For periodontal disease risk testing, OHIS (Oral Health Information Suite) was performed using PreViser (New Hampshire, U.S.A.: Concord NH, URL. The following examination items were entered into the OHIS software: name, gender, date of birth, frequency of visits, smoking history, presence of systemic disease, oral status after the examination such as plaque control, probing depth, bleeding on probing, distance from C.E.J on radiographs, and accurate clinical data of the patient. The risk of periodontal disease (1–5) and disease status (1-100) are then quantified and analyzed as risk scores and disease scores from the vast amount of epidemiological data and evaluated graphically.

Saliva examination using SillHa

The sample collection for the saliva test using SillHa was performed according to manufacturing instructions ( and previous report [24]. The patients were asked not to eat, drink, or clean their mouths for at least 2 h before the examination by SillHa. All participants were asked to spit into a sterile paper cup after swishing with 3 ml of distilled water for 10 s. A droplet of saliva was collected using a dropper, placed on an analyte pad of the SillHa paper test strip, and loaded into the instrument for automated measurement. The SillHa salivary analyzer data measurement ranges between 0 and 100 correlate with the following scores that were established by the device manufacturer, ARKRAY: cariogenic bacteria (106-108Colony Forming Units (CFU)/mL); acidity (pH 6.0–8.0); buffer capacity (pH 2.8-6.0); blood (0-0.50 mg/dL); leukocyte (0-200 U/L); protein (0–60 mg/dL); and ammonia (0–10,000 N-µg/dL) [24].

Statistical analysis

The sample size was calculated based on similar research, which showed that the correlation coefficient, r = 0.2–0.6 between the salivary test and periodontal examination [26]. The sample size was determined to estimate the correlation coefficient at 0.45 with α error of 0.05 and a power of 0.80. The minimum sample size was calculated to be 36. After taking dropouts into account, we decided to recruit 40 cases. First, we evaluated the normality of the data obtained using the Shapiro-Wilk test. Since most data departed from the normal distribution, a nonparametric Spearman’s rank correlation was calculated to evaluate the correlation coefficient between saliva tests using SillHA and periodontal examinations. A nonparametric Friedman test was performed to compare three time points (baseline, re-examination, and final examination) of the saliva test and clinical parameters. For the comparison between groups 1 and 2, the difference in the leukocyte esterase activity and BOP at the final examination was compared using an analysis of covariance (ANCOVA) performed with age, sex, BOP as an indicator of periodontal status at baseline, and smoking status as a confounding factor. Then, a two-way repeated-measures analysis (ANOVA) was used to examine whether there was a difference in leukocyte esterase activity and BOP between time points and groups and the interaction between them. Tukey post hoc test was performed to detect significant differences between groups. All statistical analyses were performed with GraphPad Prism 9 (GraphPad Software, San Diego, CA, U.S.A.) and IBM SPSS Statistics V21.0 (IBM coro., Chicago, IL). The significance level was set at alpha = 0.05.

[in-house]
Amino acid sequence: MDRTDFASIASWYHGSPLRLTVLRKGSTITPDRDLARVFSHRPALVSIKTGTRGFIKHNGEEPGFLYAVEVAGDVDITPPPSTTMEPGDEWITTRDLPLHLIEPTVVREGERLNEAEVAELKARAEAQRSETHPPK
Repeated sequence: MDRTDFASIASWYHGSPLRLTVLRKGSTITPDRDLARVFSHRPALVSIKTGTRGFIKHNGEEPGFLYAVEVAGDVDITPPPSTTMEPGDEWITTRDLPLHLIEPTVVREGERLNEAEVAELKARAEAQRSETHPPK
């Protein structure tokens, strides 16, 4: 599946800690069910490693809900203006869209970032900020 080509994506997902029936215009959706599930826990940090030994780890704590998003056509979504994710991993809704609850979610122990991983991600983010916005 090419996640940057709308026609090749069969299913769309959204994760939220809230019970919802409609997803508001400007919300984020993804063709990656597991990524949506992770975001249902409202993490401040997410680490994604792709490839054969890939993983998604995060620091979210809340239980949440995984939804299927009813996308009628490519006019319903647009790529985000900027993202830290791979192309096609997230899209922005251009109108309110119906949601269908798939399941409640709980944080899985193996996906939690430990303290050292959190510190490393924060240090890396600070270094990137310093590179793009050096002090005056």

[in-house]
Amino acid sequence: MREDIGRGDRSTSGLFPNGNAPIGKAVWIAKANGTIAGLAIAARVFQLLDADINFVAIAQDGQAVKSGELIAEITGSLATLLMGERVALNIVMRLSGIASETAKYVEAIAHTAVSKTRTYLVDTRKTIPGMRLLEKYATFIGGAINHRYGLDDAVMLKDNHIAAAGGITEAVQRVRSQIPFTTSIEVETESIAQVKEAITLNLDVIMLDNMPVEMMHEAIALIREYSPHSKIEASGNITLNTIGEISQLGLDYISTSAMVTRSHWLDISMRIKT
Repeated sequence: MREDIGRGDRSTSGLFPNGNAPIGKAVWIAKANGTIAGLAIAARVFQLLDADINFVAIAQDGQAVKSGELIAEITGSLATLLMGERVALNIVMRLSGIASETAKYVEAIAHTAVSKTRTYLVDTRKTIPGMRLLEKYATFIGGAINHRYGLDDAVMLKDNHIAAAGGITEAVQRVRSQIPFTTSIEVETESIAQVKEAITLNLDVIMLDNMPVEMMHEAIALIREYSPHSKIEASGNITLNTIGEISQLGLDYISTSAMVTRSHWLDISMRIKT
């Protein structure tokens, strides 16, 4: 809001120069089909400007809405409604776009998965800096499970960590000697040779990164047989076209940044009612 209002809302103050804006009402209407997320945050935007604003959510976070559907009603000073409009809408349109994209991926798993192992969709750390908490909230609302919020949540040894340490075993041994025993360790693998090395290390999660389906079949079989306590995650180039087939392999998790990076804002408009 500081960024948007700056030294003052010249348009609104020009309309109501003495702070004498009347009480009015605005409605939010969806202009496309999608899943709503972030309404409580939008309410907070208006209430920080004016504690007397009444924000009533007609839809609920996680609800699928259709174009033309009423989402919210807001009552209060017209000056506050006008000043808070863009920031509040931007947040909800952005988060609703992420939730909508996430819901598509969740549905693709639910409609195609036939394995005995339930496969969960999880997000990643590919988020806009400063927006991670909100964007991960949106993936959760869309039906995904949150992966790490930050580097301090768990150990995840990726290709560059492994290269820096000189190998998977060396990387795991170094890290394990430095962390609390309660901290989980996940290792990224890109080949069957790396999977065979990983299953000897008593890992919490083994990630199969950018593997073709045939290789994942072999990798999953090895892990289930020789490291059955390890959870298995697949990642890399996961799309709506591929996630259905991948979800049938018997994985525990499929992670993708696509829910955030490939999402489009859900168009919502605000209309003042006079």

Study participants

We recruited 40 participants at the baseline, and a total of 36 patients (28 women and 8 men) with a mean age of 57 years were investigated at the final examination. The detailed information of the participants is described in Table 1.

Table 1 Characteristics of participants at the time of baseline examination.

Caries risk assessment

To analyze the risk of dental caries by Dentocult, we analyzed the bacterial content and buffering capacity of S.mutans and Lactobacillus, which are representative caries-causing bacteria. The results showed no significant difference in bacterial quantification and their buffering capacity at the baseline, re-examination, and final examination saliva tests (Fig. 2B, D and F).